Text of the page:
You don’t need to “look good for” anyone

Warning: rant ahead. It contains opinions, emotions and expletives.

Some time ago, I made a mistake and scrolled through my Facebook feed, stopping to read a post with an odd picture below it.

One of my professional contacts had posted a picture of his wife applying her false eye lashes on a plane and some words, beginning with, “My amazing wife ALWAYS looks good for me. I don’t ask her to do this. She says that I “deserve to be with somebody who doesn’t wear sweatpants and Disney T-shirts”… She does this for me because she wants the world to see me as she sees me. It’s one of the many reasons that I am so devoted to her and so in love with her.”

Wait, it gets better: “This is a photo that illustrates my point perfectly. She is applying her eye lashes on a flight, even though it’s very hard and stressful, and I asked her why… she said it’s because “you deserve that, [name withheld]. It’s my honor to show up for you every day. You are my hero and deserve the respect of a wife that looks good for you, you have earned that in life.”

Okay. Deep breath, Dallas.


Women, hear me clearly: you do not need to “look good for” a man.

“Showing up” for a relationship does not mean that you need to apply false eye lashes on a plane, or exercise obsessively, or get breast augmentation, or wear skimpy clothing to “show off” for him.

“Showing up” means being your best self, even if you do that in your sweatpants and a T-shirt.

Being your best self isn’t evidenced by your appearance, but it’s a truly beautiful thing to behold.

It’s so beautiful that you can see it with your eyes closed, because it’s wholly unrelated to how you look.

Men, ohhh, men: every time you praise a woman for doing something like this, you contribute to the societal messaging that if a woman doesn’t “look good”, then she is less valuable, and you reinforce her belief that you love her partly because she looks a certain way, potentially prompting going to some extreme, “very hard and stressful” lengths to look that way.

And that idea makes me really f**cking mad.

If I had a daughter who had a boyfriend who Facebook-praised her for “ALWAYS looking good for me”, I’d be scheduling a sit-down chat.


Photo: Kristin, beautiful with my eyes closed. A random roadside in Costa Rica, 2016.

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  • Meghan Whitcomb

    So depressing. We are all responsible for this.

  • Nicky

    Ahhhhhhhhhmazing! And for a man to say it, the best! Thank you for that….now how do we get the rest of the men on board?

  • Kathleen Nikkel

    Thank you for this. If only this were the truth. I mean the part that men could actually love a woman no matter what she looks like. Not sure it’s possible. But thank you for putting that out there. Btw, if that picture is your idea of not being “put together”, it’s a pretty high bar-she looks very put together to me, obviously beautiful naturally. I would say most men would say she looks really beautiful in that picture. Again, I really appreciate the message-it’s a message I wish would actually get to the heart of our society.

  • Karrie M

    Wow, thank you.

  • Parker

    I deeply appreciate this, and wish that more people believed this. The reality is that we have built a “swipe right” culture where appearances, especially youthful appearances, are prized. Until you’ve been rejected for your appearances, especially for the decline of them that is just plain inevitable, you just can’t fathom the extent of our culture’s allocation of resources based on this one factor. It is devastating.

  • Jacque

    I have to say, this is one of my favorite rants of yours. Mostly because given my upbringing in this culture, it took you pointing out *why* it was problematic for me to see it clearly. So, thank you.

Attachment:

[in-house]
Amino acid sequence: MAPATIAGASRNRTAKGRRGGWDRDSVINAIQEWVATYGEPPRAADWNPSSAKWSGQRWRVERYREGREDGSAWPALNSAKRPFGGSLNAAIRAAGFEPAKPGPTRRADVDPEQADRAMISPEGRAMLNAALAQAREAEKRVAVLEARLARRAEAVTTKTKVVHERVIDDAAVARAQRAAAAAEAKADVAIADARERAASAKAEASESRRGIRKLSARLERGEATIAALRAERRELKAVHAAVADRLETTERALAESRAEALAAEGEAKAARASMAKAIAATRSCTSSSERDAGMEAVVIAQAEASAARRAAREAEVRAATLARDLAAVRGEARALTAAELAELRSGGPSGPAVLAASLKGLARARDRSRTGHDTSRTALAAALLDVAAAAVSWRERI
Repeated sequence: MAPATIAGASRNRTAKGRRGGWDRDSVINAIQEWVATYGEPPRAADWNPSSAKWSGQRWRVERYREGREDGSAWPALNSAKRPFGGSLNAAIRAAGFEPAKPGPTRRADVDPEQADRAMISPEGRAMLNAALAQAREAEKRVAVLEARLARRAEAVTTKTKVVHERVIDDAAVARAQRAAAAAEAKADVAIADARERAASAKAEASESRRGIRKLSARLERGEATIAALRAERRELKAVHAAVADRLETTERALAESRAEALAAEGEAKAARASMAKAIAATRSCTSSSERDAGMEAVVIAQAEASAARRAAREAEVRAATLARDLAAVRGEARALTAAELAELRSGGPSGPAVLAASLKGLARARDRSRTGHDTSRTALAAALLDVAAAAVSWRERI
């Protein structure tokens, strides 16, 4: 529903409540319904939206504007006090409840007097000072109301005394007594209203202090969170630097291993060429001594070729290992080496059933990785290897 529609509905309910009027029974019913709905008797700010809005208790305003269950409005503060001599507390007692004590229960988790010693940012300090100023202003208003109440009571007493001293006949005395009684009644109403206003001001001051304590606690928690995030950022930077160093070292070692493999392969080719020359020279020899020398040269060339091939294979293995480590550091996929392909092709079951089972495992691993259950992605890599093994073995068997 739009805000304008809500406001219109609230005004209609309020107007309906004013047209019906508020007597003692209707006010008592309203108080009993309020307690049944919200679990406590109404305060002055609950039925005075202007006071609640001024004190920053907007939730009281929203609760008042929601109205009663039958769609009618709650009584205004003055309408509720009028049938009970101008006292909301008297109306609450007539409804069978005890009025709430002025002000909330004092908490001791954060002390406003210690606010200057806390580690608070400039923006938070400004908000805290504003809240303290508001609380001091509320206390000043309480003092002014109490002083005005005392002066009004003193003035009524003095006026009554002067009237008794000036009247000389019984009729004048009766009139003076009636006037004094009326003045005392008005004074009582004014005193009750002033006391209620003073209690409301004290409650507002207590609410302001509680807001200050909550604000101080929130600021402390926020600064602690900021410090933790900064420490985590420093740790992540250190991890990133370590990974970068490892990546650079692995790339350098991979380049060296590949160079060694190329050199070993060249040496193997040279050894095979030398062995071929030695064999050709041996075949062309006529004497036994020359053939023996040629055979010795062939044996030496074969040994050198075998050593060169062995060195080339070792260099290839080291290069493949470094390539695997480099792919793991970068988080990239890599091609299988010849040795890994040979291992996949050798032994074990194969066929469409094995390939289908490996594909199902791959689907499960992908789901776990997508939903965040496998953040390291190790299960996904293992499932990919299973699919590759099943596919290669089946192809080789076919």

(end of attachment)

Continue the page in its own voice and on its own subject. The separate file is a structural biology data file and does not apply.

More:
• Sherryl Hauck

    Thank you Dallas. As a 55 year old woman I also need to do better when it comes to self love and accepting my aging and changing appearance. I’m trying every day.

  • Christina

    Well said! Thank you!

  • Christine

    Thank you!

  • Anne

    Thank goodness my husband gets it. I stopped wearing makeup the day he asked me why I put all that junk on my face because I didn’t need it. I am 57 now and that was about 15 years ago. My skin has never looked better. But, I think the “looking good for my man” mindset has been going on for a long time. My 80 year old mother tells me frequently that I should put some makeup on. She is always in makeup and has a friend who won’t answer the door or leave her house without “putting her face on”. I am sure these women do not even know what social media is.

  • Sheila Ward

    Dallas Hartwig, thank you for this rant! 🙂

  • Joe

    I actually put on lashes for my wife. Is that wrong?

  • Alexandra Solomon

    Ooh I’m loving this rant. Thank you, Dallas, for modeling a modern masculinity of depth and awareness.

  • Elissa

    I absolutely love this. My man adores me with or without makeup, and I only wear it when I want to….which isn’t very often. If a woman wants to put on makeup that’s one thing, but you’re exactly right: a woman should not have to feel like her man only adores her or finds her beautiful or that she only ‘shows up’ by her made-up appearance. Real love and beauty is much deeper than the mask many women wear.

  • Joanna

    So…. here’s the thing. I agree that we make it harder than necessary; beauty is a lot more than makeup. AND. If I want to look fantastic for my husband, it’s also my darned right to do it.

    I’m not sure false eyelashes make anyone look good, but that’s a separate discussion.

  • Ida

    I love this post and I love the passion with which you said it!!! And I love your work in general! 🙂 But I have to say that photo makes me feel inadequate. 🙁 She looks gorgeous. I never look that good without a makeup artist and professional photographer. And so I find myself slipping into my usual thoughts: “I’m ugly and gross” which are countered with “well if I put more effort and wore makeup and practiced taking selfies or photos, I too could look pretty good” which is then countered with “F*** this stupid sh**, I shouldn’t care” which is countered with “but I do”. 🙁 sigh. Still working on this. … Anyways hope the appearance-obsession in our culture dies down one day. 🙂

  • Kyra